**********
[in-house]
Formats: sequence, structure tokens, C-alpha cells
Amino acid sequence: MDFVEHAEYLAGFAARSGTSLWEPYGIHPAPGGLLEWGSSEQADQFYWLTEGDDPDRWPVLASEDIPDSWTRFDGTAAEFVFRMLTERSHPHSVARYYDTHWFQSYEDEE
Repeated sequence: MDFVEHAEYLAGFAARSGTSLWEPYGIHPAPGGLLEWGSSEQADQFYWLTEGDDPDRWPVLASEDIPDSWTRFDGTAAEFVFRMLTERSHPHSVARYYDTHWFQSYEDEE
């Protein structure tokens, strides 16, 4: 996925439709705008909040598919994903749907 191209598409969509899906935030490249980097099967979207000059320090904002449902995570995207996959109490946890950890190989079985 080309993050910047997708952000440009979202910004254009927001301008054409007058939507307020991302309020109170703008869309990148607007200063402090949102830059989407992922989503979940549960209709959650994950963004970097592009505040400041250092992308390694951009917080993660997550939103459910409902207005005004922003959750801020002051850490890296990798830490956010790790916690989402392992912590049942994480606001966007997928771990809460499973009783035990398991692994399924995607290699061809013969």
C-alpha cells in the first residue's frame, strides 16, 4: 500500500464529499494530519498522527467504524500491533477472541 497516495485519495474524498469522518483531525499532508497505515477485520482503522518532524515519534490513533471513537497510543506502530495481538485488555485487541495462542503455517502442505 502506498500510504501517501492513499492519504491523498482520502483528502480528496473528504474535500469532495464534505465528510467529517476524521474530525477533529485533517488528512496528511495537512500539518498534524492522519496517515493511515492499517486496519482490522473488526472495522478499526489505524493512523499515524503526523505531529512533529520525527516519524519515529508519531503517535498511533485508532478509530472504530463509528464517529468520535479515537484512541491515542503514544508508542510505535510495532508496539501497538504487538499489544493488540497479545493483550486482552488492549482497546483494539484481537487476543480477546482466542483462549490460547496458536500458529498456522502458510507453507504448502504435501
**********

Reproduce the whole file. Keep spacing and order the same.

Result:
[in-house]
Formats: sequence, structure tokens, C-alpha cells
Amino acid sequence: MDFVEHAEYLAGFAARSGTSLWEPYGIHPAPGGLLEWGSSEQADQFYWLTEGDDPDRWPVLASEDIPDSWTRFDGTAAEFVFRMLTERSHPHSVARYYDTHWFQSYEDEE
Repeated sequence: MDFVEHAEYLAGFAARSGTSLWEPYGIHPAPGGLLEWGSSEQADQFYWLTEGDDPDRWPVLASEDIPDSWTRFDGTAAEFVFRMLTERSHPHSVARYYDTHWFQSYEDEE
């Protein structure tokens, strides 16, 4: 996925439709705008909040598919994903749907 191209598409969509899906935030490249980097099967979207000059320090904002449902995570995207996959109490946890950890190989079985 080309993050910047997708952000440009979202910004254009927001301008054409007058939507307020991302309020109170703008869309990148607007200063402090949102830059989407992922989503979940549960209709959650994950963004970097592009505040400041250092992308390694951009917080993660997550939103459910409902207005005004922003959750801020002051850490890296990798830490956010790790916690989402392992912590049942994480606001966007997928771990809460499973009783035990398991692994399924995607290699061809013969």
C-alpha cells in the first residue's frame, strides 16, 4: 500500500464529499494530519498522527467504524500491533477472541 497516495485519495474524498469522518483531525499532508497505515477485520482503522518532524515519534490513533471513537497510543506502530495481538485488555485487541495462542503455517502442505 502506498500510504501517501492513499492519504491523498482520502483528502480528496473528504474535500469532495464534505465528510467529517476524521474530525477533529485533517488528512496528511495537512500539518498534524492522519496517515493511515492499517486496519482490522473488526472495522478499526489505524493512523499515524503526523505531529512533529520525527516519524519515529508519531503517535498511533485508532478509530472504530463509528464517529468520535479515537484512541491515542503514544508508542510505535510495532508496539501497538504487538499489544493488540497479545493483550486482552488492549482497546483494539484481537487476543480477546482466542483462549490460547496458536500458529498456522502458510507453507504448502504435501